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Discussion Forum : General Topics : "End of the Spear" Steve Saint Speaks

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 Re:

Quote:
Even if the directors and such were guilty of commiting some sort of sin in the production of the movie, does that in and of itself make the end product sinful?



I dont think the discussion has ever been about whether the end product is bad, or if it would be sinful to see it. At least it hasnt been for me.

I did mention that I probably wont let my kids see it because I dont want them to think that it's ok to be unequally yoked as these folks were with Chad Allen. I still stand by that.

However, to financially support could send the wrong message to the folks who produced it...

Krispy

 2006/2/2 11:47
ccchhhrrriiisss
Member



Joined: 2003/11/23
Posts: 4489


 Where is the line?

Hello...!

I was never able to watch the film in my town -- because the local cinema didn't include the film in their lineup. I looked up the film's box office tally, and thus far, it obviously hasn't been seen by many people. Still, I may travel to Corpus Christi, Texas (about an hour north from my school) and watch it there.

I also feel that it is regrettable that the producers chose a homosexual activist to portray such an important role in this film. This seems to be the practice in nearly all "christian" films. I don't know if the filmmakers do this because they feel that they are getting the "best" actors for the role, in an attempt to increase the box office draw, or both.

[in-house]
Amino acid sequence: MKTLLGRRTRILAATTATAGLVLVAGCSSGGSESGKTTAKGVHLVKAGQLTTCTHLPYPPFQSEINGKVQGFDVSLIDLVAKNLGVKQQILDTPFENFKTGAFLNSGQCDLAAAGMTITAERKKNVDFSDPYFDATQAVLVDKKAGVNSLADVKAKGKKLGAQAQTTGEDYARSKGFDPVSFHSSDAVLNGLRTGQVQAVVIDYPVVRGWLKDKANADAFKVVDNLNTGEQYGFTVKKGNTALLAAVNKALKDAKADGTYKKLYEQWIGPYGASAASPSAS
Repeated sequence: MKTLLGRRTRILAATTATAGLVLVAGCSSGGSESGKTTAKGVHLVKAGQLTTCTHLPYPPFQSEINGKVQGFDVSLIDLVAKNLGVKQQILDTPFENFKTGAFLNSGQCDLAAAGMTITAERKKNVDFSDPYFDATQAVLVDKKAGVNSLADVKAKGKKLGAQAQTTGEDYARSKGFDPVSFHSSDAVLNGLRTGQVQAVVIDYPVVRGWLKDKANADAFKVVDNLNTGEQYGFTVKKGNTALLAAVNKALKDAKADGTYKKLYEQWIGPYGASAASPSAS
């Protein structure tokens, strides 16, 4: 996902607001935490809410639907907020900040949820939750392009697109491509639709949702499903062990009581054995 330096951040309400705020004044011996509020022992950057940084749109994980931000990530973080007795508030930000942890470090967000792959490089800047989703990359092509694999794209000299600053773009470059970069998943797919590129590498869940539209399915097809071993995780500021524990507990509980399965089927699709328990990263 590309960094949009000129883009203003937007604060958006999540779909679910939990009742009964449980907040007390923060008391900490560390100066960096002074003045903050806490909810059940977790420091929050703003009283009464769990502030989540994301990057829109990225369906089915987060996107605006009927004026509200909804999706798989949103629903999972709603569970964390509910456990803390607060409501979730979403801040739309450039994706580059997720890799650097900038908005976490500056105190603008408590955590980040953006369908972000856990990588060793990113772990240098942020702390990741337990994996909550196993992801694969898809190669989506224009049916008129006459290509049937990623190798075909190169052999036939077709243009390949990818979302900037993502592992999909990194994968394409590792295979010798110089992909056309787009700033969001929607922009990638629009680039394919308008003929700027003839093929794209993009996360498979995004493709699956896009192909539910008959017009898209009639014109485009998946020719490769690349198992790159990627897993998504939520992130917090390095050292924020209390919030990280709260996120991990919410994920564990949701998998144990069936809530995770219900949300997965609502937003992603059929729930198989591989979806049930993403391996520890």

Quote:
I did mention that I probably wont let my kids see it because I dont want them to think that it's ok to be unequally yoked as these folks were with Chad Allen. I still stand by that.

However, to financially support could send the wrong message to the folks who produced it...

Do we apply this same standard to the restaurants in which we eat, the stores and products that we buy, the internet service providers, the newspapers, the "christian" book and music sellers, etc...? Many of these businesses have sinful men and women working for them. The sporting events that we watch are often sponsored by the hellish alcohol industry, and produced by men of questionable lifestyles and habits. The sneakers and clothing that we purchase are often made in godless nations with quasi-slave labor. If we use this mentality for making purchases, will we also stop driving automobiles if they are made in Japan (or even by non-christian mechanics)?

If this is the standard by which we judge "where our money goes" or our "participation" with this world -- don't you think that we are becoming a little like the "amish?" Yes, I believe that we are to seperate ourselves from this world -- but not in a [i]physical[/i] sense.